Remember the "Doha Round" of the WTO? Yeah, I wish I didn't either.
Negotiations in the WTO are heating up -- and they are going badly. In November last year, WTO members agreed to come up with a "Work Program" for resurrecting the Doha Round by July 31. As you may remember, it had been stalled for years, but since the new Director-General, Roberto Azevêdo of Brazil, took over in September of 2013, he has been shaking things up. The first WTO expansion agreement, on "Trade Facilitation," was concluded in December 2013, along with a promise to negotiate to reduce WTO constraints WTO on developing countries' ability to feed their poor.
It must be remembered that developing countries only agreed to launch a new round of negotiations in order to address problems with the previous round that resulted in the founding of the WTO in 1995. Since then, they have been advocating for a series of fixes to the existing agreements. Many of their proposals dovetail with calls from global civil society for a turnaround in the global trade agenda.
However, after nearly 14 of negotiations, the United States has decided that India, China, Brazil, and other developing countries -- in which the vast majority of the world's impoverished people live -- can no longer be considered as developing countries. Even worse, they want to clear the deck of the development demands and get on with introducing even more radical liberalization agenda. Thus the U.S. -- sometimes in conjunction with the European Union, Japan, Australia, New Zealand, and Canada, but sometimes unilaterally -- is insisting on jettisoning the previous agreements, "re-calibrating" the talks, and reducing the ambition of the deal. Unfortunately, what they are pushing to keep is the wrong agenda, and the agreements they are insisting on abandoning are all of the desperately needed improvements.
That's why today, 341 civil society organizations from more than 100 countries sent a letter to WTO members demanding that governments stop negotiating on the wrong agenda of WTO expansion, and instead take up an agenda focused on food security and urgent development needs of countries for global trade rules that facilitate rather than hinder development.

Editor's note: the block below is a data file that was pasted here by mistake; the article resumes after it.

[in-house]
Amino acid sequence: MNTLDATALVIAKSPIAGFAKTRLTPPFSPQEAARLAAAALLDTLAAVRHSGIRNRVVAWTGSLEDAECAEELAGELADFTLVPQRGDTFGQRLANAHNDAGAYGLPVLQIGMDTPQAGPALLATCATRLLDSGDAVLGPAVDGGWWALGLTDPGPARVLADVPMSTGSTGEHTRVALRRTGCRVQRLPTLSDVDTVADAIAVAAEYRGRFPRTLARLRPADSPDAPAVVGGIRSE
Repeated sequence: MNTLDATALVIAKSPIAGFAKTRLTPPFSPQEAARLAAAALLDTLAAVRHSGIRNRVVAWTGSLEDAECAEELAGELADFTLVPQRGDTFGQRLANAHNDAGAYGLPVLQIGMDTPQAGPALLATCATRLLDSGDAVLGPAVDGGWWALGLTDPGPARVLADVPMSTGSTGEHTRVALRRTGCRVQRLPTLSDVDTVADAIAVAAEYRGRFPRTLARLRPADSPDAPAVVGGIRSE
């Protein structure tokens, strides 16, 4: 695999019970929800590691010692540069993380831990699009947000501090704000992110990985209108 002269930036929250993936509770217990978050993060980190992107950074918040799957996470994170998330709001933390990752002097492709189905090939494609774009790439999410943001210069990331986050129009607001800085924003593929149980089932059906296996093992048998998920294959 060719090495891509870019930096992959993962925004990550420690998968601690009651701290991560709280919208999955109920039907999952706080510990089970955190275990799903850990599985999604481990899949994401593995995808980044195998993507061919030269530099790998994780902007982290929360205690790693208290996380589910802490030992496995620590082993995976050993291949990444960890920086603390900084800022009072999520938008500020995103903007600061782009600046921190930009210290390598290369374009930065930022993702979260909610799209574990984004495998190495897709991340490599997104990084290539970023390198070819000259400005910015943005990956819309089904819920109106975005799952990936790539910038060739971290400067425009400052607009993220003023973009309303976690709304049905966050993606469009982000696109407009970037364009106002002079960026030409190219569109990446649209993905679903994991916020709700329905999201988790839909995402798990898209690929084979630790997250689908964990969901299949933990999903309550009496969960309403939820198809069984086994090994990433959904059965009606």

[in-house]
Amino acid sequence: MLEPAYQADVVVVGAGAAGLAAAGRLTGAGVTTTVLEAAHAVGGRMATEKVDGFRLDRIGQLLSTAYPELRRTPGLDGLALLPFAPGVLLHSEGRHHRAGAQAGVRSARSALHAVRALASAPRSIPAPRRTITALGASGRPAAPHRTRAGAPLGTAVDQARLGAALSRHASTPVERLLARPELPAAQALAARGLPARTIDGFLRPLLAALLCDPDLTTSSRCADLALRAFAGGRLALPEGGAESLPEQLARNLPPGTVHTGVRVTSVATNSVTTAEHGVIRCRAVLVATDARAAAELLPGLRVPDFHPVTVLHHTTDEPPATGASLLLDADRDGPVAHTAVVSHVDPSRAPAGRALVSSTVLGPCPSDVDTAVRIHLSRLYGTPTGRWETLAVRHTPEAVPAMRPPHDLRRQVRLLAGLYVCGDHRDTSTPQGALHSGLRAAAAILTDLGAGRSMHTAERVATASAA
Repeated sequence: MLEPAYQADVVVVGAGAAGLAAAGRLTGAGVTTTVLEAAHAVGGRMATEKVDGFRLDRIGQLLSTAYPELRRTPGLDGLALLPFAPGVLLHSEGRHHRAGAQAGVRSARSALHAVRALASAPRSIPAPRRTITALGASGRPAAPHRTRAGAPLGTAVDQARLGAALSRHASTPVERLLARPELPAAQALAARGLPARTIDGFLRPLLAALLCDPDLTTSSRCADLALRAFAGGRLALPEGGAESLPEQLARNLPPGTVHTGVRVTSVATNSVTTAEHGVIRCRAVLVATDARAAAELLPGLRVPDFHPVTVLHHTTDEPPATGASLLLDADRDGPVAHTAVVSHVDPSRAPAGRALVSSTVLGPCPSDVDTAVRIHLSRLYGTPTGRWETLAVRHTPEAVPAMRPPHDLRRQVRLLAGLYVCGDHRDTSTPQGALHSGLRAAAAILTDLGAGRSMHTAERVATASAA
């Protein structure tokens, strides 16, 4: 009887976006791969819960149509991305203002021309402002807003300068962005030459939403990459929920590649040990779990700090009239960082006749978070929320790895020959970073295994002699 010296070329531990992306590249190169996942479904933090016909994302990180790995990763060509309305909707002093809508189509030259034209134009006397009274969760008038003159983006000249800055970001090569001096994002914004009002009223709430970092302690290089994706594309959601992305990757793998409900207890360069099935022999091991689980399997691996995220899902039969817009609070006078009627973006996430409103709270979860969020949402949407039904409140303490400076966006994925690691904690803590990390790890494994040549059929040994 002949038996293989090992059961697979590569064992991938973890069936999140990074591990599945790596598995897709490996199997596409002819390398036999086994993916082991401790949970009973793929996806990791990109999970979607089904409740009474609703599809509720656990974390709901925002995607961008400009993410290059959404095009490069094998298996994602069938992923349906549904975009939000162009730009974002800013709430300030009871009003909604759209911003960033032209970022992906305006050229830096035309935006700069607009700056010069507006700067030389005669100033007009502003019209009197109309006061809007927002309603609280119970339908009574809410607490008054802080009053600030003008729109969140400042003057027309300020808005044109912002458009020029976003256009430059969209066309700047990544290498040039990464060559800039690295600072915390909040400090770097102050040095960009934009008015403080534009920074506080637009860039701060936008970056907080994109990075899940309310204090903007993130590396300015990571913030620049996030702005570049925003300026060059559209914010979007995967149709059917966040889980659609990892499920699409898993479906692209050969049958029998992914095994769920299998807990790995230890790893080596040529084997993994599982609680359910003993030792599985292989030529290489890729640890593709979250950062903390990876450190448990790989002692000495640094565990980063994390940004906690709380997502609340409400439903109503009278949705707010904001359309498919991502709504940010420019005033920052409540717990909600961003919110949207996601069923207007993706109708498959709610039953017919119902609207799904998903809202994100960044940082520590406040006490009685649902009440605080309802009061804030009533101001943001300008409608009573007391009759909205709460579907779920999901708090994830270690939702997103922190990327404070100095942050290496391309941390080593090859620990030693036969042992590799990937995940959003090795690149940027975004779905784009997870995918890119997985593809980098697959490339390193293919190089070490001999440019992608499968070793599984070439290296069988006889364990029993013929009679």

With the Work Program deadline just weeks away, in advance of the 10th Ministerial meeting of the WTO in Nairobi fast approaching this December 15-18, 2015, the time is short for governments to change course.
Wrong Agenda: Further Liberalization of Services and Goods and New Corporate Wish Lists
There is a lot about the Doha Round that should be jettisoned. The letter notes that "[n]egotiations to further liberalize 'trade in services' through the expansion of the General Agreement on Trade in Services (GATS) must be immediately halted. Strong public oversight over both public and private services is crucial for democracy, the public interest and development, as well as for the orderly functioning of the services market. The deregulation of the financial sector which was encouraged in part through 1990s-era rules of GATS led to the recent global financial crisis and the ensuing worldwide wave of recessions."
That, along with our belief in quality, accessible public services, is one of the many reasons why civil society also opposes services liberalization through the proposed Trade in Services Agreement (TISA). You may not have heard of the TISA, because negotiations -- ongoing for more than two years now -- are being held in secret. Fortunately Wikileaks released the largest trove of secret trade documents last month on the TISA, and just last week released updated versions with analysis -- including the core text.
"For similar reasons we oppose the continuation of negotiations to further liberalize trade in goods through the Non-Agricultural Market Access (NAMA) pillar," continues the letter. "The structural transformation that is required for many African countries and LDCs to create jobs and alleviate poverty -- key aspects of the proposed Sustainable Development Goals -- requires the protection of infant industries, the promotion of added-value exports, technology transfer, and other tools that were used by every developed country on their path to development. In addition, the global jobs crisis in which tens of millions of people remain unemployed cannot be resolved with more liberalization of trade in goods."
That's why the letter notes that "[a]ny future negotiations on trade in goods -- including those in the NAMA negotiations but also in the proposed pluri-laterals including the expansion of the Information Technology Agreement (ITA-II) and the negotiations on Environmental Goods -- must focus on job creation and the Decent Work agenda developed by the International Labor Organization working in conjunction with the global labor movement, rather than on the narrow agenda of reducing corporate taxes."
Throwing Development Overboard
But it gets worse. The main goal of the U.S. and friends is to clear a path in the WTO to introduce a dangerous set of new issues that correspond to their agenda in the Transatlantic Trade and Investment Partnership (TTIP) and the Trans-Pacific Partnership (TPP). These include the so-called 'Singapore Issues' like investment, government procurement, and competition policy, which were rejected by developing countries in 2003 in the WTO and cannot be introduced while the Doha Round is still in play, along with other issues including disciplines on state owned enterprises and electronic commerce.